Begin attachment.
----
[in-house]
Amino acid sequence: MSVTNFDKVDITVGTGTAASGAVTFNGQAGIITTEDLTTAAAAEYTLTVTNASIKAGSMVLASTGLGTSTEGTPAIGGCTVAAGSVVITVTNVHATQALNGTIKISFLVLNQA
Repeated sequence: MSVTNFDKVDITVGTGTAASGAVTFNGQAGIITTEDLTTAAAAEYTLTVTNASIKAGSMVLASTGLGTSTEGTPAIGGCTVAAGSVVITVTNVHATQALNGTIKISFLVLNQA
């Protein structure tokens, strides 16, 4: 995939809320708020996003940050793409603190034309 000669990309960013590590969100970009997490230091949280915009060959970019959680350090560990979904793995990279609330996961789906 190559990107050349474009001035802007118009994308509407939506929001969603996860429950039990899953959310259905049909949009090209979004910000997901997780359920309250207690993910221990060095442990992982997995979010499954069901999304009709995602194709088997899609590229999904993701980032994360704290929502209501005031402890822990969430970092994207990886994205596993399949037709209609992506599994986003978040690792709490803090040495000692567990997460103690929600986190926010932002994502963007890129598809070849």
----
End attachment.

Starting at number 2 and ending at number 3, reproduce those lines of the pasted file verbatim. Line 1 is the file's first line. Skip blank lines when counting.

Amino acid sequence: MSVTNFDKVDITVGTGTAASGAVTFNGQAGIITTEDLTTAAAAEYTLTVTNASIKAGSMVLASTGLGTSTEGTPAIGGCTVAAGSVVITVTNVHATQALNGTIKISFLVLNQA
Repeated sequence: MSVTNFDKVDITVGTGTAASGAVTFNGQAGIITTEDLTTAAAAEYTLTVTNASIKAGSMVLASTGLGTSTEGTPAIGGCTVAAGSVVITVTNVHATQALNGTIKISFLVLNQA